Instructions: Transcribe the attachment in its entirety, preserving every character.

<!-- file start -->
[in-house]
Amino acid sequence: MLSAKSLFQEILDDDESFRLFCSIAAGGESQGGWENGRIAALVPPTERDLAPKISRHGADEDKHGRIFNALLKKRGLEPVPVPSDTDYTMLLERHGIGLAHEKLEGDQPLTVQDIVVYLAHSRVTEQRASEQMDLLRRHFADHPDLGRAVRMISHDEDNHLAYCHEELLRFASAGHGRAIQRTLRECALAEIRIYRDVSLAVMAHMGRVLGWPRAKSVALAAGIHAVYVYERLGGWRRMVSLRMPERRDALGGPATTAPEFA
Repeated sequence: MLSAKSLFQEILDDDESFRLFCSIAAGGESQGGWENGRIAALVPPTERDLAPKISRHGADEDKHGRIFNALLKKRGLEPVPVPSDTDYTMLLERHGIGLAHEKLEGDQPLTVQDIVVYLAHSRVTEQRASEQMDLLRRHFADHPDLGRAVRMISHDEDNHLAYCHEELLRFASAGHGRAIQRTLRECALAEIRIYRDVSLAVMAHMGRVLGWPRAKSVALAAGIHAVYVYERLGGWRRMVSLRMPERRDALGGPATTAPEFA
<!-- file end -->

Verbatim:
[in-house]
Amino acid sequence: MLSAKSLFQEILDDDESFRLFCSIAAGGESQGGWENGRIAALVPPTERDLAPKISRHGADEDKHGRIFNALLKKRGLEPVPVPSDTDYTMLLERHGIGLAHEKLEGDQPLTVQDIVVYLAHSRVTEQRASEQMDLLRRHFADHPDLGRAVRMISHDEDNHLAYCHEELLRFASAGHGRAIQRTLRECALAEIRIYRDVSLAVMAHMGRVLGWPRAKSVALAAGIHAVYVYERLGGWRRMVSLRMPERRDALGGPATTAPEFA
Repeated sequence: MLSAKSLFQEILDDDESFRLFCSIAAGGESQGGWENGRIAALVPPTERDLAPKISRHGADEDKHGRIFNALLKKRGLEPVPVPSDTDYTMLLERHGIGLAHEKLEGDQPLTVQDIVVYLAHSRVTEQRASEQMDLLRRHFADHPDLGRAVRMISHDEDNHLAYCHEELLRFASAGHGRAIQRTLRECALAEIRIYRDVSLAVMAHMGRVLGWPRAKSVALAAGIHAVYVYERLGGWRRMVSLRMPERRDALGGPATTAPEFA